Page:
SOFIA, Bulgaria – For tourists traveling on a tight budget, many European destinations are quite pricey. A hotel room and a decent meal in London, Paris or Rome can cost the proverbial arm and a leg.
But not so in Sofia. Two-star hotels close to the city center offer rooms for 60 Bulgarian lev (about $40) a night. Wining and dining in Bulgaria’s capital is also affordable even to the most money-conscious travelers, and there is no need to skimp on the quality, quantity or diversity of local specialties. Bulgaria lies at the crossroads between Asia and Europe, so many traditional dishes are a combination of Turkish, Greek, Russian and Middle Eastern flavors.
A typical Bulgarian meal is simple but delicious, rich in locally grown produce. Among them are luytenitsa, a thick paste of roasted tomatoes and red peppers; kyopoolu, made from chopped and roasted eggplant and garlic; shopska salad, a combination of diced tomatoes, cucumbers, onions and peppers topped with grated brine cheese and parsley; and tarator, a yogurt-based soup of cucumbers, garlic, and dill. Served together, all these shareable dishes, accompanied by hot pita bread, cost the equivalent of $10 to $12, depending on how fancy the restaurant is.
Traditional meat dishes include roasted peppers stuffed with ground pork and rice, as well as shishche, a skewer of barbecued meat and vegetables, or kebabche, grilled minced meat seasoned with pepper and cumin. They too are delicious, costing between $5 and $9.
The Balkan nation may not yet be famous for its wines, but it grows plenty of grape varieties. A glass of a decent domestic red wine costs around $1, and a pint of local beer even less.
To get a sense of how inexpensive Sofia is, head to the Ladies’ Market – so called because in old days, only women used to shop there. The stalls are laden with a wide range of fresh seasonal fruit and vegetables, eggs, spices, local honey, and handicrafts. A pound of produce costs as little 30 cents.
But what else is there to do in Sofia besides eating and drinking on a shoestring?
Bulgaria has been slow in finding its feet since the fall of communism, so unlike the more polished and busier Eastern European capitals like Prague and Budapest, Sofia is more low-key.
The pace here is more relaxed, making it possible to get to know the city and its history without battling the crowds or elbowing through throngs of tourists to see main attractions.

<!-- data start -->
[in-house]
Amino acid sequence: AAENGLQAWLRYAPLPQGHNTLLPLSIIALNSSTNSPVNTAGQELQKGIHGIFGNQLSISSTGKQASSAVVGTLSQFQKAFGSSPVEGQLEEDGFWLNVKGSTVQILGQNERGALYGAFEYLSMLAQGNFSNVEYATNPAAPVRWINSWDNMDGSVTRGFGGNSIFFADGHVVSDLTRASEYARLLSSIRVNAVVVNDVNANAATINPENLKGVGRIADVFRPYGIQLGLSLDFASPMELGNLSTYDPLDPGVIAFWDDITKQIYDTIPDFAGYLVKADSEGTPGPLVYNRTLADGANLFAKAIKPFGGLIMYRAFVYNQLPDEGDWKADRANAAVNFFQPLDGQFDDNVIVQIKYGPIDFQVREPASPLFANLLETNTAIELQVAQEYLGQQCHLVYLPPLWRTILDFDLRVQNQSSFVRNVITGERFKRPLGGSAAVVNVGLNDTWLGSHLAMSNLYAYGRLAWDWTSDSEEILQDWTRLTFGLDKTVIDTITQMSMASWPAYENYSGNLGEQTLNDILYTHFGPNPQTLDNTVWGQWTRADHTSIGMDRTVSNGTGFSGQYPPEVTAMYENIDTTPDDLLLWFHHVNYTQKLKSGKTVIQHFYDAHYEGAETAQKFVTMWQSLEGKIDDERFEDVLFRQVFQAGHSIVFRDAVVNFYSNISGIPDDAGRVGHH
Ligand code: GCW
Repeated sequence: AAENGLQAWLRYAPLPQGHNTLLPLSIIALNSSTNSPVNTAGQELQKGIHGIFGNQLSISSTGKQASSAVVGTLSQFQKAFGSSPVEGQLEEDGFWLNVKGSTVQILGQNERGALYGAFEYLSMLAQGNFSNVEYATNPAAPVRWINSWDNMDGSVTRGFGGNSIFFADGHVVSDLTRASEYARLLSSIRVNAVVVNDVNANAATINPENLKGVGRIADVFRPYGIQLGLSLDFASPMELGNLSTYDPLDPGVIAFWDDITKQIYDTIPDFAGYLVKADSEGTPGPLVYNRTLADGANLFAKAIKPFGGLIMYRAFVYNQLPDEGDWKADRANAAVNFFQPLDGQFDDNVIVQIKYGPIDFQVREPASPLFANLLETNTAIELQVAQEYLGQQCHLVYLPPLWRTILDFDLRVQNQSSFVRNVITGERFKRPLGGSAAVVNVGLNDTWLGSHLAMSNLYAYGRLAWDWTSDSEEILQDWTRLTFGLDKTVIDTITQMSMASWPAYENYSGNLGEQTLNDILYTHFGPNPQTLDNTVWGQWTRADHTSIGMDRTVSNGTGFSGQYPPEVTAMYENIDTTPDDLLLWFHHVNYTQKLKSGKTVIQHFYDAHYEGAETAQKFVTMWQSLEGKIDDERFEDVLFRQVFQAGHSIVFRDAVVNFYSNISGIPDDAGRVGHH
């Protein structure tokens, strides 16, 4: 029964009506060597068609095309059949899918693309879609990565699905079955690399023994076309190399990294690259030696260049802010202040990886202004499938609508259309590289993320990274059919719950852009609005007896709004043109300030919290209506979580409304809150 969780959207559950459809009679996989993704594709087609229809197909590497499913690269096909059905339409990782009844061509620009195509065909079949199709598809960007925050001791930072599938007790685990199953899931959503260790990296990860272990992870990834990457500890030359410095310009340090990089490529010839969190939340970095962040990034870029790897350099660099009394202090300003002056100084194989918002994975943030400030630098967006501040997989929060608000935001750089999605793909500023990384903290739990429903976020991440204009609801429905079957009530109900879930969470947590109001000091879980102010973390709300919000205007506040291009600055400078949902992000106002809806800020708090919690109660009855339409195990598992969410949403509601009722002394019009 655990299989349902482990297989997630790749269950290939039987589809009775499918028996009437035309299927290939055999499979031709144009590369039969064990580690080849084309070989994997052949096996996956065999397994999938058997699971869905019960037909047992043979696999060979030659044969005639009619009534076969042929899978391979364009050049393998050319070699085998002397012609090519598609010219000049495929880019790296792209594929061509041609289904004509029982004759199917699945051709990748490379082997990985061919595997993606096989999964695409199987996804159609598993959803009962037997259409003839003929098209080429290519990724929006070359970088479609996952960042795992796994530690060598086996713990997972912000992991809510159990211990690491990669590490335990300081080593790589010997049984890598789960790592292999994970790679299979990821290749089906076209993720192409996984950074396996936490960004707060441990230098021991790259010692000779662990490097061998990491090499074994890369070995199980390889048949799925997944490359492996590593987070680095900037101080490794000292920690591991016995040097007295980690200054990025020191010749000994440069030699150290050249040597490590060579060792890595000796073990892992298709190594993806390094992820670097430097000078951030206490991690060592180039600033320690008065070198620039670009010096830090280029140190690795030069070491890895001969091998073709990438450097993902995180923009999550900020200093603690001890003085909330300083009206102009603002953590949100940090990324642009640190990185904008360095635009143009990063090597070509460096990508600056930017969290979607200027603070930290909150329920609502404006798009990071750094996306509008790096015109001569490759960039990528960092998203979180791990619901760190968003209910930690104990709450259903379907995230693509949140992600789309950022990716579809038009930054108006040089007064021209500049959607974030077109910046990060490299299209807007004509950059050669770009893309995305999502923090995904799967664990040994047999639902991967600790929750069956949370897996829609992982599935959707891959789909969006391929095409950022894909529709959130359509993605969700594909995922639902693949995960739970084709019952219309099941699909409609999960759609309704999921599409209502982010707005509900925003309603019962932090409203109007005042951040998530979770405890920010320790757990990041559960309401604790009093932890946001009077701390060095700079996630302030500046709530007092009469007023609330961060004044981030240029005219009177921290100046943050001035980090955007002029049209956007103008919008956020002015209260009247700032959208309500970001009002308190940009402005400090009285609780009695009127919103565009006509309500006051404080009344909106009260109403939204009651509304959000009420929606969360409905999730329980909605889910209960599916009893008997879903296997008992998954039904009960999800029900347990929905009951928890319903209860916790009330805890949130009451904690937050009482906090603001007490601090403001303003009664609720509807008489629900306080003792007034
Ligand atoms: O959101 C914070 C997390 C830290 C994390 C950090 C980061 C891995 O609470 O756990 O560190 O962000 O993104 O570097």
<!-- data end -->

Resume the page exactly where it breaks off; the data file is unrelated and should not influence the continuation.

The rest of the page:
That is not to say that there is no excitement to be found. In the centrally located shopping district, the pedestrian Vitosha Boulevard (named after a mountain that overlooks the city) is full of patio restaurants, outdoor cafes and bars that come alive after dark, creating a vibrant nightlife scene with live music and merrymaking.
Many of Sofia’s architectural landmarks are vestiges of its turbulent history. During several thousand years of its existence, this city had been occupied by foreign powers, including the Greek, Roman and Ottoman empires. Excavated ruins from these periods can be seen in several places throughout the town.
These foreign influences also spilled over to Sofia’s (and Bulgaria’s) religious life. Like its neighbors Greece, Macedonia, Serbia and Romania, Bulgaria is predominantly Eastern Orthodox. A magnificent example of religious architecture is the gold-domed Alexander Nevsky Cathedral, which straddles 34,100 square feet in the city’s center.
One of the largest Eastern Orthodox cathedrals in the world, its construction started in 1882 and was completed in 1912. The ornate interior features 200 icons, as well as numerous paintings and engravings dating from the 12th to 19th century, and its walls are decorated with Italian marble, Brazilian onyx, and alabaster.
Nearby stands the reminder of the Ottoman reign, which spanned nearly 500 years from the 14th to the 19th century. Built in 1576, the Banya Bashi mosque is the only one of 70 mosques still remaining in the city.
Like the Nevsky Cathedral, it can be visited outside prayer times to admire its interior walls covered with aquamarine tiles and ancient calligraphy.
The mosque’s name, Banya, means “bath” in Bulgarian. That’s because it is situated near the old Central Mineral Baths, a traditional Turkish bathhouse which opened in 1913 and closed in 1986. The refurbished building, which integrates a variety of styles and ornamental elements, now houses the Sofia History Museum but still has a fountain spewing warm mineral water good enough to drink.
Some traces of Bulgaria’s last occupant, the Soviet Union, which claimed Bulgaria in its sphere of influence from 1944 until 1990, are also present in Sofia. One is the Communist Party building, which served as headquarters of the party’s Central Committee. Angry crowds set it on fire after communism collapsed in 1990, toppling the massive red star sitting on the spire. The building is now used by Bulgaria’s National Assembly.
But another vestige of communism had been forcibly removed: The statue of Lenin in a central square was taken down and replaced in 2000 by that of the city’s patron saint, Sofia. The copper and bronze monument looks over Sofia’s past and present: a busy street on one side and Roman ruins on another.
With its rich history, architectural landmarks, laid-back vibe, and delicious food and drink that are among Europe’s cheapest, don’t hesitate if you get the opportunity to visit Sofia.
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